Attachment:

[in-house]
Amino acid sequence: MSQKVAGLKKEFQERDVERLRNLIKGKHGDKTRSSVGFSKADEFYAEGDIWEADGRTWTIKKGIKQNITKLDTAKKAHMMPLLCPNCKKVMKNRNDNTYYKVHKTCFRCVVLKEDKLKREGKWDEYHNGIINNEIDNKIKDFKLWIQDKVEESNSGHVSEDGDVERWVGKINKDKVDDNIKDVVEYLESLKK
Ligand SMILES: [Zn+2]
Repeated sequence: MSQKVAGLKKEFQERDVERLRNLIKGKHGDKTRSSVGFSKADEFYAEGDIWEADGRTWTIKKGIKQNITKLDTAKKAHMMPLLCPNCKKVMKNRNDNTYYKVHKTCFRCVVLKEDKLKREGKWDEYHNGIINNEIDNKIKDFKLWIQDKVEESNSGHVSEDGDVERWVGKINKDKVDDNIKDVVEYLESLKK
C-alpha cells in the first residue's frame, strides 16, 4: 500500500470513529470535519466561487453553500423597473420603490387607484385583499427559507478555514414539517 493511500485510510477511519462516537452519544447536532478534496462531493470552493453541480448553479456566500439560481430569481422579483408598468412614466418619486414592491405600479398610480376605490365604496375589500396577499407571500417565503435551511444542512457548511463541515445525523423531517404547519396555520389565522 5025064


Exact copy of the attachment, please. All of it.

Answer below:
[in-house]
Amino acid sequence: MSQKVAGLKKEFQERDVERLRNLIKGKHGDKTRSSVGFSKADEFYAEGDIWEADGRTWTIKKGIKQNITKLDTAKKAHMMPLLCPNCKKVMKNRNDNTYYKVHKTCFRCVVLKEDKLKREGKWDEYHNGIINNEIDNKIKDFKLWIQDKVEESNSGHVSEDGDVERWVGKINKDKVDDNIKDVVEYLESLKK
Ligand SMILES: [Zn+2]
Repeated sequence: MSQKVAGLKKEFQERDVERLRNLIKGKHGDKTRSSVGFSKADEFYAEGDIWEADGRTWTIKKGIKQNITKLDTAKKAHMMPLLCPNCKKVMKNRNDNTYYKVHKTCFRCVVLKEDKLKREGKWDEYHNGIINNEIDNKIKDFKLWIQDKVEESNSGHVSEDGDVERWVGKINKDKVDDNIKDVVEYLESLKK
C-alpha cells in the first residue's frame, strides 16, 4: 500500500470513529470535519466561487453553500423597473420603490387607484385583499427559507478555514414539517 493511500485510510477511519462516537452519544447536532478534496462531493470552493453541480448553479456566500439560481430569481422579483408598468412614466418619486414592491405600479398610480376605490365604496375589500396577499407571500417565503435551511444542512457548511463541515445525523423531517404547519396555520389565522 5025064